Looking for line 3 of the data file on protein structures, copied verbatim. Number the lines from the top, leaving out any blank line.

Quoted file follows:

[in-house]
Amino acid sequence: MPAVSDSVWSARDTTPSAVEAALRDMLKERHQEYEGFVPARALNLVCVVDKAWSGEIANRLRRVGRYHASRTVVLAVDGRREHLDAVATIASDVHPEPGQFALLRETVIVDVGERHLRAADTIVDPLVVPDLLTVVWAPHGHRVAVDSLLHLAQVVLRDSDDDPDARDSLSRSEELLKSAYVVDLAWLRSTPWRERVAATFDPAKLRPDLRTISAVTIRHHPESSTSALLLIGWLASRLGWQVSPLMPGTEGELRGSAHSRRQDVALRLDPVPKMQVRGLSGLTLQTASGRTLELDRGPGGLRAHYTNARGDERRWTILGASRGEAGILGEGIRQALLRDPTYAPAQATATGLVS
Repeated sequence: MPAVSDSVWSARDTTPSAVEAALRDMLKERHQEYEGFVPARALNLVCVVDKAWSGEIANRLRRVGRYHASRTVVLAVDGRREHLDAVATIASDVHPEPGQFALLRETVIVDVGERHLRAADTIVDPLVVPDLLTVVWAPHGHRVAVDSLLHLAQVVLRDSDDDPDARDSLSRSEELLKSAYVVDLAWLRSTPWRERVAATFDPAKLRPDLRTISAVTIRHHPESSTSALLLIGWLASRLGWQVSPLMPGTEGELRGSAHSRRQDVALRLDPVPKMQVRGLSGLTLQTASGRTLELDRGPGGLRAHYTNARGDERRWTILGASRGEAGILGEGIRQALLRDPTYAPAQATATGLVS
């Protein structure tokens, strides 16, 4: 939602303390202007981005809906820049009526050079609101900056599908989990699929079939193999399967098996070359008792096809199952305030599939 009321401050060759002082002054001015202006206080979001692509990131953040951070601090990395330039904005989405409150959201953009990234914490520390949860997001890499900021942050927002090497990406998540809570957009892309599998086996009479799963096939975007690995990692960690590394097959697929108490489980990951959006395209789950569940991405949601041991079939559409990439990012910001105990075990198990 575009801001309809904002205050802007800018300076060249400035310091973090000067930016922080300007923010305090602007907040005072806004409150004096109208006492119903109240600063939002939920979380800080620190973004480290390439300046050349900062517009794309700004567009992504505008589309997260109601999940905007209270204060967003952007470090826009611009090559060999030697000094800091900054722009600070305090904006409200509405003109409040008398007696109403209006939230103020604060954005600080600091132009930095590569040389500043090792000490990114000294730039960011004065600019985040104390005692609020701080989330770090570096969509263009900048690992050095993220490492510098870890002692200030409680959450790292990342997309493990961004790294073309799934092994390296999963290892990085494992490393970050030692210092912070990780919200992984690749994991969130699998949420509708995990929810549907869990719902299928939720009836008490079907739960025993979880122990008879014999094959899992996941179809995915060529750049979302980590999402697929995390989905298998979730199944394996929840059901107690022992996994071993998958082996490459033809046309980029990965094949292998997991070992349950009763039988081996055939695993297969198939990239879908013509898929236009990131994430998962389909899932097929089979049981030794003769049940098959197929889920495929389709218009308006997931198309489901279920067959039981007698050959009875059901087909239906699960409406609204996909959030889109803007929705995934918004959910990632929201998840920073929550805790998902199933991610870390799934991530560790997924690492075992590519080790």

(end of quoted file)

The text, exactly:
Repeated sequence: MPAVSDSVWSARDTTPSAVEAALRDMLKERHQEYEGFVPARALNLVCVVDKAWSGEIANRLRRVGRYHASRTVVLAVDGRREHLDAVATIASDVHPEPGQFALLRETVIVDVGERHLRAADTIVDPLVVPDLLTVVWAPHGHRVAVDSLLHLAQVVLRDSDDDPDARDSLSRSEELLKSAYVVDLAWLRSTPWRERVAATFDPAKLRPDLRTISAVTIRHHPESSTSALLLIGWLASRLGWQVSPLMPGTEGELRGSAHSRRQDVALRLDPVPKMQVRGLSGLTLQTASGRTLELDRGPGGLRAHYTNARGDERRWTILGASRGEAGILGEGIRQALLRDPTYAPAQATATGLVS